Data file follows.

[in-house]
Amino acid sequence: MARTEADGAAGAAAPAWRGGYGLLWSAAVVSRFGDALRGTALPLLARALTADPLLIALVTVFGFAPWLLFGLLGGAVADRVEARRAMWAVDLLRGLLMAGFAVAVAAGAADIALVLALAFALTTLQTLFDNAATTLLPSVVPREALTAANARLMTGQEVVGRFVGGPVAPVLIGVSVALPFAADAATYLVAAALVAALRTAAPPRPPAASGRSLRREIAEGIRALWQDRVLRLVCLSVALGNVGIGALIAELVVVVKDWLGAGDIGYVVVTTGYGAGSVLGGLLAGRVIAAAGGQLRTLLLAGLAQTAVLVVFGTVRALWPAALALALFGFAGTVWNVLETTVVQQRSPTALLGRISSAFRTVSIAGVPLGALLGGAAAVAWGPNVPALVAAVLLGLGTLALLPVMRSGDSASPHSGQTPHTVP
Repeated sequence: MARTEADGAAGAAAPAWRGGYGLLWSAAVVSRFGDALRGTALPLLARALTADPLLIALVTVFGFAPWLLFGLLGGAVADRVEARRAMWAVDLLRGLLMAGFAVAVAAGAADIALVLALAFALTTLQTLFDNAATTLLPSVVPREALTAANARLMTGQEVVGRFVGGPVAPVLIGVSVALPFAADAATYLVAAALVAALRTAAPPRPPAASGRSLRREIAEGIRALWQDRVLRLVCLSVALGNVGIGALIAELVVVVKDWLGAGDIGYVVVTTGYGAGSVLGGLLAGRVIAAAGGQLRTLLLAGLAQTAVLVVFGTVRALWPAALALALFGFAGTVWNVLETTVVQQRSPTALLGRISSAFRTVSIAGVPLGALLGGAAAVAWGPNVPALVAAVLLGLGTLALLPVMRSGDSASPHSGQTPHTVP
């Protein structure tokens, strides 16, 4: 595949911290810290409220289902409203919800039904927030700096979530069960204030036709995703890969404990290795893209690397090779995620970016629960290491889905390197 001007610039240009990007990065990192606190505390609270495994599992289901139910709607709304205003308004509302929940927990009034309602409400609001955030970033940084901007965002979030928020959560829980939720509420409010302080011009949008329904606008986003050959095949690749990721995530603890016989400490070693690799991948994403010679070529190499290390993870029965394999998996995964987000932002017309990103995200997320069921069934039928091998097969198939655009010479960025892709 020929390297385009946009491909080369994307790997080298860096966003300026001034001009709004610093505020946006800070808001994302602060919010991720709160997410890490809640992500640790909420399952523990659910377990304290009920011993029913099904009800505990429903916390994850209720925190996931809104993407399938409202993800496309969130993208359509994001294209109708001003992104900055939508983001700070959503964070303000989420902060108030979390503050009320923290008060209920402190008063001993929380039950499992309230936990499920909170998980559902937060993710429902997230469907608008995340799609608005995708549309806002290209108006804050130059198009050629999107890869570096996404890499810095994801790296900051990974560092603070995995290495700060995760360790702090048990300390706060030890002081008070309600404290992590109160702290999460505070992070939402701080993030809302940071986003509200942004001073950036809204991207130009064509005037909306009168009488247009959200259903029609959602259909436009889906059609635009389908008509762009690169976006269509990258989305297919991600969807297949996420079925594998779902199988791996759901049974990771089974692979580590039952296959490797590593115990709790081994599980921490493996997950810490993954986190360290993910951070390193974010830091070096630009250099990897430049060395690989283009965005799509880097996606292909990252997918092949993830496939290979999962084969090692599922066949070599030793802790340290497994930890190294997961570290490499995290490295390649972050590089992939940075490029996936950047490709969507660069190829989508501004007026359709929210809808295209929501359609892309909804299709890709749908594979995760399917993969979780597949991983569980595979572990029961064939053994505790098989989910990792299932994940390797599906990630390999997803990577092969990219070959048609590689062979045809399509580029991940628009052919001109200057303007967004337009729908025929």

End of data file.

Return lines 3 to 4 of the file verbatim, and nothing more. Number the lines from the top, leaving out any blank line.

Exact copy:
Repeated sequence: MARTEADGAAGAAAPAWRGGYGLLWSAAVVSRFGDALRGTALPLLARALTADPLLIALVTVFGFAPWLLFGLLGGAVADRVEARRAMWAVDLLRGLLMAGFAVAVAAGAADIALVLALAFALTTLQTLFDNAATTLLPSVVPREALTAANARLMTGQEVVGRFVGGPVAPVLIGVSVALPFAADAATYLVAAALVAALRTAAPPRPPAASGRSLRREIAEGIRALWQDRVLRLVCLSVALGNVGIGALIAELVVVVKDWLGAGDIGYVVVTTGYGAGSVLGGLLAGRVIAAAGGQLRTLLLAGLAQTAVLVVFGTVRALWPAALALALFGFAGTVWNVLETTVVQQRSPTALLGRISSAFRTVSIAGVPLGALLGGAAAVAWGPNVPALVAAVLLGLGTLALLPVMRSGDSASPHSGQTPHTVP
């Protein structure tokens, strides 16, 4: 595949911290810290409220289902409203919800039904927030700096979530069960204030036709995703890969404990290795893209690397090779995620970016629960290491889905390197 001007610039240009990007990065990192606190505390609270495994599992289901139910709607709304205003308004509302929940927990009034309602409400609001955030970033940084901007965002979030928020959560829980939720509420409010302080011009949008329904606008986003050959095949690749990721995530603890016989400490070693690799991948994403010679070529190499290390993870029965394999998996995964987000932002017309990103995200997320069921069934039928091998097969198939655009010479960025892709 020929390297385009946009491909080369994307790997080298860096966003300026001034001009709004610093505020946006800070808001994302602060919010991720709160997410890490809640992500640790909420399952523990659910377990304290009920011993029913099904009800505990429903916390994850209720925190996931809104993407399938409202993800496309969130993208359509994001294209109708001003992104900055939508983001700070959503964070303000989420902060108030979390503050009320923290008060209920402190008063001993929380039950499992309230936990499920909170998980559902937060993710429902997230469907608008995340799609608005995708549309806002290209108006804050130059198009050629999107890869570096996404890499810095994801790296900051990974560092603070995995290495700060995760360790702090048990300390706060030890002081008070309600404290992590109160702290999460505070992070939402701080993030809302940071986003509200942004001073950036809204991207130009064509005037909306009168009488247009959200259903029609959602259909436009889906059609635009389908008509762009690169976006269509990258989305297919991600969807297949996420079925594998779902199988791996759901049974990771089974692979580590039952296959490797590593115990709790081994599980921490493996997950810490993954986190360290993910951070390193974010830091070096630009250099990897430049060395690989283009965005799509880097996606292909990252997918092949993830496939290979999962084969090692599922066949070599030793802790340290497994930890190294997961570290490499995290490295390649972050590089992939940075490029996936950047490709969507660069190829989508501004007026359709929210809808295209929501359609892309909804299709890709749908594979995760399917993969979780597949991983569980595979572990029961064939053994505790098989989910990792299932994940390797599906990630390999997803990577092969990219070959048609590689062979045809399509580029991940628009052919001109200057303007967004337009729908025929």